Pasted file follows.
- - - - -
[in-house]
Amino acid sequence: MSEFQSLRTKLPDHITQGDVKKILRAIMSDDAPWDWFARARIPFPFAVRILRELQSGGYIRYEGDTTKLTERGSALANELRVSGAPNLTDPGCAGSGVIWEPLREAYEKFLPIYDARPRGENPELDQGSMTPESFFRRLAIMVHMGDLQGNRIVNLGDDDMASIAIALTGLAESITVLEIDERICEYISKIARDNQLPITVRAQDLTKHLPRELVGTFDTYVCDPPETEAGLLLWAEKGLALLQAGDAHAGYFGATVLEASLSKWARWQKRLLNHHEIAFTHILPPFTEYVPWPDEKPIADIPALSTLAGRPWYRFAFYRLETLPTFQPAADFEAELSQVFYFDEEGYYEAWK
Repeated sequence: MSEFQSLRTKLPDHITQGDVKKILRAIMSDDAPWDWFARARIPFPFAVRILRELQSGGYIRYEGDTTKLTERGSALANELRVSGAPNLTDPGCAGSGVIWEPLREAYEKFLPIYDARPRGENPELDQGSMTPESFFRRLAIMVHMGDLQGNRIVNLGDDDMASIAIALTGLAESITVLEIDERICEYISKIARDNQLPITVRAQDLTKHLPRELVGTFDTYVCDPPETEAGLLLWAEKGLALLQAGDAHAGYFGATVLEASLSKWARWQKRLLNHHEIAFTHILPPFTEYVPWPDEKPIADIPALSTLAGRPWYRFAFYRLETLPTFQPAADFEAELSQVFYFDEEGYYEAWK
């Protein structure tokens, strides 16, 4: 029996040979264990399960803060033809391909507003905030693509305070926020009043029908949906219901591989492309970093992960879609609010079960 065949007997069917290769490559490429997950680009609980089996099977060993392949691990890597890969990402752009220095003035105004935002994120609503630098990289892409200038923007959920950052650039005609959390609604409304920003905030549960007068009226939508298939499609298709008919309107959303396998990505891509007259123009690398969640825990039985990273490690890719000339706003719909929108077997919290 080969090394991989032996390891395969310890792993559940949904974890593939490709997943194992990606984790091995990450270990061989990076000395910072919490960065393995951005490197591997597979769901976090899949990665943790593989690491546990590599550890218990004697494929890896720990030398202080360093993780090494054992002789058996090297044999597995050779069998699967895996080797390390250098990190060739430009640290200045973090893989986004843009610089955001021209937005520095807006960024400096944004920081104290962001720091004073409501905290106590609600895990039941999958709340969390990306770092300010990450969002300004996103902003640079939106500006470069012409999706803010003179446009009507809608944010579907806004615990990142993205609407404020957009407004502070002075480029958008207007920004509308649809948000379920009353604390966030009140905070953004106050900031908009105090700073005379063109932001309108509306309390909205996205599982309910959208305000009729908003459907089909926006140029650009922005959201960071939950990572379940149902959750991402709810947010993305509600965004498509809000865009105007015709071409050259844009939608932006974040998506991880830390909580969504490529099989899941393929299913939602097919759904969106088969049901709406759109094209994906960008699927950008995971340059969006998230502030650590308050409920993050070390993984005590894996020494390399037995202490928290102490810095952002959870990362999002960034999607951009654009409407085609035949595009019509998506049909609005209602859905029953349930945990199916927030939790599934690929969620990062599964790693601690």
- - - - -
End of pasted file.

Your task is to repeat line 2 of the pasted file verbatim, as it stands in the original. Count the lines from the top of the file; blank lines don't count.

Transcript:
Amino acid sequence: MSEFQSLRTKLPDHITQGDVKKILRAIMSDDAPWDWFARARIPFPFAVRILRELQSGGYIRYEGDTTKLTERGSALANELRVSGAPNLTDPGCAGSGVIWEPLREAYEKFLPIYDARPRGENPELDQGSMTPESFFRRLAIMVHMGDLQGNRIVNLGDDDMASIAIALTGLAESITVLEIDERICEYISKIARDNQLPITVRAQDLTKHLPRELVGTFDTYVCDPPETEAGLLLWAEKGLALLQAGDAHAGYFGATVLEASLSKWARWQKRLLNHHEIAFTHILPPFTEYVPWPDEKPIADIPALSTLAGRPWYRFAFYRLETLPTFQPAADFEAELSQVFYFDEEGYYEAWK